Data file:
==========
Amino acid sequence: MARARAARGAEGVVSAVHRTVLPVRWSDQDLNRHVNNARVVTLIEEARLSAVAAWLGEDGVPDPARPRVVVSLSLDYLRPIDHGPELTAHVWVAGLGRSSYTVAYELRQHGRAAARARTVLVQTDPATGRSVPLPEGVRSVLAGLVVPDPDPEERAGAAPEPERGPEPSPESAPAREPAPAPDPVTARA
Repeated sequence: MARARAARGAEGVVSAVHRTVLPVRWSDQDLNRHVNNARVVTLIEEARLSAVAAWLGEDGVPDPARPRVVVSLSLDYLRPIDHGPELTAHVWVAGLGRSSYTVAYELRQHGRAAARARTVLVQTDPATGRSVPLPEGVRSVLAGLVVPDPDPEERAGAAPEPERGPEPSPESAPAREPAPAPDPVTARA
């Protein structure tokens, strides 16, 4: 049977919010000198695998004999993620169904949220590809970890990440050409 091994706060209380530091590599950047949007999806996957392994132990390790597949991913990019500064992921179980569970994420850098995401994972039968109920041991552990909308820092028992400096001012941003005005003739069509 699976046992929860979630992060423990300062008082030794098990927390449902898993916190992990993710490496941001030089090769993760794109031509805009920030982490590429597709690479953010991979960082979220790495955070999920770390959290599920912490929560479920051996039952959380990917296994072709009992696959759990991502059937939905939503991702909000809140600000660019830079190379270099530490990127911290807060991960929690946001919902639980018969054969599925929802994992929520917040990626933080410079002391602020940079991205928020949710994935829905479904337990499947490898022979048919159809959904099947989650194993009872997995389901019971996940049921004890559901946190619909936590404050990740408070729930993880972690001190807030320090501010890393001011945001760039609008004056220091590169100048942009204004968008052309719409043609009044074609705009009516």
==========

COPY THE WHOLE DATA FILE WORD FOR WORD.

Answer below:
Amino acid sequence: MARARAARGAEGVVSAVHRTVLPVRWSDQDLNRHVNNARVVTLIEEARLSAVAAWLGEDGVPDPARPRVVVSLSLDYLRPIDHGPELTAHVWVAGLGRSSYTVAYELRQHGRAAARARTVLVQTDPATGRSVPLPEGVRSVLAGLVVPDPDPEERAGAAPEPERGPEPSPESAPAREPAPAPDPVTARA
Repeated sequence: MARARAARGAEGVVSAVHRTVLPVRWSDQDLNRHVNNARVVTLIEEARLSAVAAWLGEDGVPDPARPRVVVSLSLDYLRPIDHGPELTAHVWVAGLGRSSYTVAYELRQHGRAAARARTVLVQTDPATGRSVPLPEGVRSVLAGLVVPDPDPEERAGAAPEPERGPEPSPESAPAREPAPAPDPVTARA
């Protein structure tokens, strides 16, 4: 049977919010000198695998004999993620169904949220590809970890990440050409 091994706060209380530091590599950047949007999806996957392994132990390790597949991913990019500064992921179980569970994420850098995401994972039968109920041991552990909308820092028992400096001012941003005005003739069509 699976046992929860979630992060423990300062008082030794098990927390449902898993916190992990993710490496941001030089090769993760794109031509805009920030982490590429597709690479953010991979960082979220790495955070999920770390959290599920912490929560479920051996039952959380990917296994072709009992696959759990991502059937939905939503991702909000809140600000660019830079190379270099530490990127911290807060991960929690946001919902639980018969054969599925929802994992929520917040990626933080410079002391602020940079991205928020949710994935829905479904337990499947490898022979048919159809959904099947989650194993009872997995389901019971996940049921004890559901946190619909936590404050990740408070729930993880972690001190807030320090501010890393001011945001760039609008004056220091590169100048942009204004968008052309719409043609009044074609705009009516």